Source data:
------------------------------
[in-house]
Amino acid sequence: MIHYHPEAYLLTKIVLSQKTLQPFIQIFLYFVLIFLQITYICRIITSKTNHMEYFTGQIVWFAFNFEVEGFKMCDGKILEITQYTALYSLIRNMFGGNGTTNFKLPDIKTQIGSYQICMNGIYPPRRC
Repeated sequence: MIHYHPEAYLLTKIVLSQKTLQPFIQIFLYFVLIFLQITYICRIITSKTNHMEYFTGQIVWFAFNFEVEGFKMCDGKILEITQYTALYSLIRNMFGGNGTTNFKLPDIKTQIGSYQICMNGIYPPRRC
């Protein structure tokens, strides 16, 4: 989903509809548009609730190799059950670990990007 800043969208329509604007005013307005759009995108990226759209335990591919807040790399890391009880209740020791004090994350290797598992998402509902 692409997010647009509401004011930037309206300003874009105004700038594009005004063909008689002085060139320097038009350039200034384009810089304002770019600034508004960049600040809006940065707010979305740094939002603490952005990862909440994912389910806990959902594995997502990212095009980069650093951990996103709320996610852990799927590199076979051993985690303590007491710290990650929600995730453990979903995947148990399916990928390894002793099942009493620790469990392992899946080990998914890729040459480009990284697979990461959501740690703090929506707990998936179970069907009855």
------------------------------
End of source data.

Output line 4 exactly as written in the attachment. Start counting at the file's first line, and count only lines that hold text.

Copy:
């Protein structure tokens, strides 16, 4: 989903509809548009609730190799059950670990990007 800043969208329509604007005013307005759009995108990226759209335990591919807040790399890391009880209740020791004090994350290797598992998402509902 692409997010647009509401004011930037309206300003874009105004700038594009005004063909008689002085060139320097038009350039200034384009810089304002770019600034508004960049600040809006940065707010979305740094939002603490952005990862909440994912389910806990959902594995997502990212095009980069650093951990996103709320996610852990799927590199076979051993985690303590007491710290990650929600995730453990979903995947148990399916990928390894002793099942009493620790469990392992899946080990998914890729040459480009990284697979990461959501740690703090929506707990998936179970069907009855």